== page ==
Are there any midwives, student midwives, or aspiring midwives out there who became/are working on becoming a midwife before having kids of her own?
Did any of you start your CPM midwifery education without first getting some other college degree?
I am 22 years old and am very interested in becoming a CPM...I have completed fours of college but still have two years left in my undergrad...This is because I changed my major twice, married my husband after my junior year, and moved with him from Ohio to San Francisco for his job after my third year of college, which meant I needed to transfer to another school...blah bah blah...it's a bit of a long story....
Anyways, a year a go I decided that I really wanted to become either a doula or lactation consultant, or maybe both. Since you can't get a degree in doulaing or lactation consulting :) lol, I decided I should finish up college in a field that would be relevant to working with women, so I decided to major in human development with a concentration in women's development. I enrolled at a local community college to finish up the GEC's I would need to transfer to the university where I just started my hum dev program last week.
Here's the problem, this summer I have become increasingly interested in becoming a CPM, but, at first, I told myself that I would just continue on with my degree in hum dev and simultaneously work on becoming doula, and then would work on my CPM education after that. But now that I have started school again, I am really wishing that I could work toward becoming a CPM NOW instead of working toward this other degree that I am less interested in...I keeping thinking about how I could transfer over to degree granting MEAC accredited school like the Midwives College of Utah instead.... But since a bachelors of science in midwifery is a bit of an unfamiliar concept here in the states, my husband thinks I should finish the degree in hum dev first. I think he is worried that maybe the BSM from one of the MEAC accredited schools is somehow less legitimate than a typical college degree...
I work really hard in school; I still have a 4.0 after all this time, but this just all means that I am way more stressed out than the typical college student...which is why it bugs me to be spending an extra 2 years in school, if I don't absolutely *have* to...I really have the urge to start working toward exactly what I want NOW....I've been fumbling around for the last four years, and I am tired of it! If I transfered over to MCU and began classes in January, I could be a CPM by the time I am 26/27. My husband and I don't plan on having kids until our early 30s so I could work as a midwife for a good 3-5 years, or even more, without the extra stress of being a mom. I love the idea of being able to solely focus on establishing my practice for a few years before having my own babies...But sometimes I also think that I might be jumping the gun... It might be better to just finish this hum dev degree and gain some experience as a doula. I'm sure the knowledge I would gain from this degree could also be very helpful as a midwife. Maybe I'd find that being on call isn't for me or that I just would rather remain a doula or something...I'm so conflicted...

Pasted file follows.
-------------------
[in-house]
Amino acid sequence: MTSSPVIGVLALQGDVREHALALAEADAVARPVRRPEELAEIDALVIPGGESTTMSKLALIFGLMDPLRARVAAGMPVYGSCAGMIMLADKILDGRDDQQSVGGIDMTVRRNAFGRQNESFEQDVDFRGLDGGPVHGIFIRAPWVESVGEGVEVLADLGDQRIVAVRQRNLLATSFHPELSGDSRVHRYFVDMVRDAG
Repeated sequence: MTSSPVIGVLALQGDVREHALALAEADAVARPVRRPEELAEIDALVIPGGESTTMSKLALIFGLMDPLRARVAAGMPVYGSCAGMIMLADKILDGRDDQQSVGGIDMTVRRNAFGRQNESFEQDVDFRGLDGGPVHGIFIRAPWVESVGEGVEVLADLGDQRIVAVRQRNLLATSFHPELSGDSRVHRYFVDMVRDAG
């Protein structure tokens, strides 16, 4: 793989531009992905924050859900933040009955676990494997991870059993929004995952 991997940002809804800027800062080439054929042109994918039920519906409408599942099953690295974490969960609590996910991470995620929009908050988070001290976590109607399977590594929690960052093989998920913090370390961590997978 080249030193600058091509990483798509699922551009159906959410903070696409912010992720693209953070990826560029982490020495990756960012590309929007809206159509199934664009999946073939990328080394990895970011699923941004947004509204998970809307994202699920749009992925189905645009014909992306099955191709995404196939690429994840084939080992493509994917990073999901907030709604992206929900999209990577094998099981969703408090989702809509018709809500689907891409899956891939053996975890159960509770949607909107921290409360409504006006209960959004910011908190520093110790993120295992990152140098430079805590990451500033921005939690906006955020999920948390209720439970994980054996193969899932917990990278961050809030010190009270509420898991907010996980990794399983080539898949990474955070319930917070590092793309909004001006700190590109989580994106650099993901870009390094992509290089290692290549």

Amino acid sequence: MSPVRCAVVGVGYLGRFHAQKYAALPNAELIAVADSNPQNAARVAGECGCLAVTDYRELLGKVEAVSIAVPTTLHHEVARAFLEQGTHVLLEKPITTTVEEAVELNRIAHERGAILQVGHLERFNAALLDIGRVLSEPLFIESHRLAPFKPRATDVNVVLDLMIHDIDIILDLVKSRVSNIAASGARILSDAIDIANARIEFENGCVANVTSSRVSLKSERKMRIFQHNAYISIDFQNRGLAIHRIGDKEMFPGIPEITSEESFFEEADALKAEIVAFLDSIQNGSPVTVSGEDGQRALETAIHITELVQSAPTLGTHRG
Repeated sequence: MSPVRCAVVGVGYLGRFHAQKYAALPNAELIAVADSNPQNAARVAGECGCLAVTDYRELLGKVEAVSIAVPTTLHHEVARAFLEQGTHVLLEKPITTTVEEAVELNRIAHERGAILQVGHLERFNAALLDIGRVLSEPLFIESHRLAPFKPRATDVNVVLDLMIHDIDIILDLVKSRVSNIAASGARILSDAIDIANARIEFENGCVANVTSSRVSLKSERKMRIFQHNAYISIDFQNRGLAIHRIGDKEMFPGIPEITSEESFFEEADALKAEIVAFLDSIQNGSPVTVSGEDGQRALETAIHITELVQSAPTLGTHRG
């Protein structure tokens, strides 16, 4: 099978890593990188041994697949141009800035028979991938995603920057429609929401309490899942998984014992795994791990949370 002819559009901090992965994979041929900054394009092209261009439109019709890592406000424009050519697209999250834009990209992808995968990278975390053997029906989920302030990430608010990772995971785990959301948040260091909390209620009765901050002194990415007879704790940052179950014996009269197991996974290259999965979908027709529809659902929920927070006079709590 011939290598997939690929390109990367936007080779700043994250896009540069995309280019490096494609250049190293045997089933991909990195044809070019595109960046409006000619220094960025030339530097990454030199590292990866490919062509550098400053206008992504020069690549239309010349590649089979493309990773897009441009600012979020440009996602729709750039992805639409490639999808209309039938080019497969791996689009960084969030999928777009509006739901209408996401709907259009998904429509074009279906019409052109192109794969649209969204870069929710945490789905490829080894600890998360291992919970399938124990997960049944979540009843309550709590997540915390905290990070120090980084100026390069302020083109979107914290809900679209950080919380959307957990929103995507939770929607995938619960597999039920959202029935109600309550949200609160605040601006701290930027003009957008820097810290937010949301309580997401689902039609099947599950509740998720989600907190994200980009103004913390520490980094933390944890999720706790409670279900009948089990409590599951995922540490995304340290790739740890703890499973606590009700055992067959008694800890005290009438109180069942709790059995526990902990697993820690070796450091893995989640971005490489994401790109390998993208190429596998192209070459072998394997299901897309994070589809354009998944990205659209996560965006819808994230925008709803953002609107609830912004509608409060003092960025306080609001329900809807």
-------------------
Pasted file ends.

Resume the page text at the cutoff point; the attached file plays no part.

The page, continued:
If anybody has some insight on all of this, I would really appreciate it!
For those of you CPMs who did get a degree before embarking on your CPM education, do you find that that has helped you in getting hired? Do you think people trust you more because of your college degree?
Do people even ask about college degrees, or are they just more interested in how you received your midwifery education?
If you had known that you wanted to become a midwife at a young age, would you have gone for it right way?
Any help would be MUCH appreciated!
If what you're wanting to do is practice as a midwife and you have credits you can transfer, I would go ahead and get the BSM. There are states where it's easier to get licensed as a midwife if you have a degree.
Midwife (CPM, LDM) and homeschooling mama to:
13yo ds 10yo dd 8yo ds and 6yo ds and 1yo ds
Some things to consider when weighing all of this out:
*do you think you might ever be interested in going to grad school?
*ever think you may possibly be interested in CNM route?
*are there any jobs you want to work in besides midwifery? (the burn out rate can be pretty high)
If you think there is even a chance that you may want a master's degree in the future or to go the CNM route, then finish your current degree! The BSM will not transfer to most schools as a degree they will accept.
Many of the MEAC schools that offer a BSM also offer a master's degree for those who already have a BA/BS, so you could have a master's in midwifery. Or, you could have the option of doing an accelerated nursing program/CNM program after completing the BA you are working on. To be honest, finishing your current degree will give you more flexibility and career options in the future.
I have a college degree from a regular university. I actually worked on it while also working on my CPM. I had done most of the work prior to embarking on midwifery and then finished the last two years while finishing my CPM and then starting my practice. I am glad I have it. I am not so glad for the student loans, but you know, that is just part of it all ;) I just feel like I have lots of options as far as furthering my education or if I needed to do something other than midwifery for work. Clients and potential clients don't ask about my college degree or what it is in, they are more concerned with my midwifery education and experience (as they should be). Still, I don't regret my degree or feel that it was a waste of my time or anything.
Erika, mama to three beautiful kids (plus one gestating), and wife to one fantastic man.